Modifiers: Writing Skills Success Study Guide (page 2)

Updated on Aug 25, 2011

Good and Well

Good is an adjective. Well is an adverb. Sometimes, good is mistakenly used to describe a verb. Use well to describe an action. The words modified by good and well are underlined in these examples.

      Brenton did well on the test.
      Raul felt good after the marathon.
      The new marketing strategy was well planned.
      The lasagna smelled good when I walked through the door.


Adjectives and adverbs change form when they are used in comparisons. When you compare two items, use the comparative form of the modifier. If you are comparing more than two items, use the superlative form of the modifier.

The comparative form is created in one of two ways:
  1. Add-er to the modifier if it is a short word of one or two syllables.
  2. Place the word more or the word less before the modifier if it is a multisyllable word.

In addition, some modifiers change form completely. Examine the samples in the following table. The first six lines of the table illustrate these special modifiers that change form. The rest use the two rules previously mentioned.

Modifiers in Comparisons

When comparing items in a prepositional phrase, use between for two items and among for three or more. Look at how the comparative and superlative forms are used in the following sentences.

      Up is the better direction for the stock market to be going. [comparing two directions]
      Blue looks better than any other color we've seen. [comparing two colors many times]
      The classic coupe is the best luxury car available. [comparing more than two cars]
      The Mississippi is the best river for walleye fishing. [comparing more than two rivers]
      The first run model was more thoroughly tested than the prototype. [comparing two things]

Avoid Illogical or Unclear Comparisons

"Ellie is more disorganized than any woman" is an illogical statement. It implies that Ellie, who is a woman, is more disorganized than herself. Always include the words other or else to keep your comparisons from being illogical.

      Ellie is more disorganized than any other woman.
      Ted can concentrate better than anyone else in our division.

Avoid Double Comparisons

A double comparison occurs when a writer uses both-er or-est and more or most. The following table provides examples of common mistakes and how to correct them.

Double Comparisons

Avoid Double Negatives

When a negative word is added to a statement that is already negative, a double negative results. Avoid double negatives in your writing. The words hardly and barely can cause problems; they function as negative words. In the following example sentences, the negative words are highlighted. Pay close attention to how the incorrect sentences are rewritten to avoid the double negative.

Double Negatives

Misplaced and Dangling Modifiers

Misplaced Modifiers

Place words, phrases, or clauses that describe nouns and pronouns as closely as possible to the words they describe. Failure to do this often results in a misplaced modifier—and a sentence that means something other than what was intended.


For example, the words only, almost, and just should be placed as closely as possible to the word described. The best place is right before the words they describe. The placement of the word affects the meaning of the sentence.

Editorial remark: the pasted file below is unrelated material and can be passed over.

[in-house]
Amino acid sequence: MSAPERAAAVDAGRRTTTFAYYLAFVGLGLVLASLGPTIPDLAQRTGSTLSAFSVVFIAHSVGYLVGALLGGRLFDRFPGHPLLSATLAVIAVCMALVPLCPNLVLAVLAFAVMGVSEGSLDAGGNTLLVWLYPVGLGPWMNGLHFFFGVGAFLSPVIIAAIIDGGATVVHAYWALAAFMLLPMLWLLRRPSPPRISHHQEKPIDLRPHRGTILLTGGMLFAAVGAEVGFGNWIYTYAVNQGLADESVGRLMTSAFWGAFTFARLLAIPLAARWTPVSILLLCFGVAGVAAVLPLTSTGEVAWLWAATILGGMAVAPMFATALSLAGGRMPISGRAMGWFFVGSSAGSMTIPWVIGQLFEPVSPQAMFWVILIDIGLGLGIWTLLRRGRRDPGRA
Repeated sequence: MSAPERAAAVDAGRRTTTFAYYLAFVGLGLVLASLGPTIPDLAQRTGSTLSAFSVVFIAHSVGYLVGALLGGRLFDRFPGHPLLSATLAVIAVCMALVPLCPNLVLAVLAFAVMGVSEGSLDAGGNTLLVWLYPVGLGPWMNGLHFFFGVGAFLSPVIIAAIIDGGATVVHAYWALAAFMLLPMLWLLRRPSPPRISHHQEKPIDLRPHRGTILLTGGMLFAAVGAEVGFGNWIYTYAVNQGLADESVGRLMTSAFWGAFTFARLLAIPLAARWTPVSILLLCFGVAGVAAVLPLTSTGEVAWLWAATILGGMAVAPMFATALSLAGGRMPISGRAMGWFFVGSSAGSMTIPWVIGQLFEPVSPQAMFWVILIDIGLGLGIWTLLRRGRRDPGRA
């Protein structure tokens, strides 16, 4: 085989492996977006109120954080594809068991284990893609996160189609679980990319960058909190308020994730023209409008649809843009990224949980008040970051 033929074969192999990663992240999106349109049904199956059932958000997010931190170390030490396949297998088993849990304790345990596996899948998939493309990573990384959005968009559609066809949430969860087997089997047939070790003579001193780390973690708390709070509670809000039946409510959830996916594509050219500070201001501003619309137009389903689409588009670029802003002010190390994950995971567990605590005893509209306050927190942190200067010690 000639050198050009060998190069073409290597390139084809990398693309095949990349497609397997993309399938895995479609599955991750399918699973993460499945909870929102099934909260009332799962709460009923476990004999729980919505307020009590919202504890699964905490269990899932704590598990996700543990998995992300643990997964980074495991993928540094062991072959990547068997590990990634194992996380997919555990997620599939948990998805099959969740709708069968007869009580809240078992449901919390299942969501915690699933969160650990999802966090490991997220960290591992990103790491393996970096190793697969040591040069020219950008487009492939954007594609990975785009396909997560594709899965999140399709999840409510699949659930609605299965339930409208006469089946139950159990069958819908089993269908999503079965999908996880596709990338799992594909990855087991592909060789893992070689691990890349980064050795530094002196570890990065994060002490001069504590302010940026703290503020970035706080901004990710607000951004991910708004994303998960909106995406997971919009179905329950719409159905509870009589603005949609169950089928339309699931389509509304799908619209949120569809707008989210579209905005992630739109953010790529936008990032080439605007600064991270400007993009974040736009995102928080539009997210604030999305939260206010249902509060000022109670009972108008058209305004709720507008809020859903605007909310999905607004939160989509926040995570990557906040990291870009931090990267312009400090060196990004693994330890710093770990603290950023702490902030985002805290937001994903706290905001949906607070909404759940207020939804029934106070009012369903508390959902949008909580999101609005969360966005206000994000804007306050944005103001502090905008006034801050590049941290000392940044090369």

The customers only looked at two samples.
      The customers looked at only two samples.

In the first sentence, the customers "only looked" at the samples; they didn't touch them. In the second sentence, the customers looked at "only two," not three or four, samples. The placement of only changes the meaning.

Here's an example with almost:
      Chad almost scored three touchdowns.
      Chad scored almost three touchdowns.

In the first version, Chad "almost scored" three times—he must have come close to the goal line three times without actually crossing. In the second version, Chad scored "almost three" touchdowns—maybe 2.2 touchdowns. How many points are awarded for that?

Here's how placing just can affect the meaning of a sentence:
      The Hill family just leases a car.
      The Hill family leases just a car.

In the first version, the Hill family "just leases" a car, so they don't own or buy a car. In the second, they lease "just a car," not a truck or a van or any other vehicle.

Phrases and Clauses

Phrases and clauses that describe nouns or pronouns must also be placed as closely as possible to the words they describe. The sentences in the following table contain misplaced modifiers. Pay close attention to how they are rewritten to clarify the meaning.

Misplaced Modifiers

Dangling Modifiers

Words, phrases, or clauses that begin a sentence and are set off by commas sometimes mistakenly modify the wrong noun or pronoun. These are called dangling modifiers. The following sentences contain dangling modifiers. Pay close attention to how the sentences are rewritten to avoid the problem.

Misplaced Modifiers


Practice what you have learned in this lesson by listening to others speak. Many people make mistakes with modifiers as they speak. When you hear such a mistake, think about how you might rephrase what the person said to make it correct. Once again, don't feel compelled to correct the mistakes; just use them as opportunities for mental practice so that no one will have the opportunity to correct you.

A practice exercise for this concept can be found at Modifiers: Writing Skills Success Practice Exercise.

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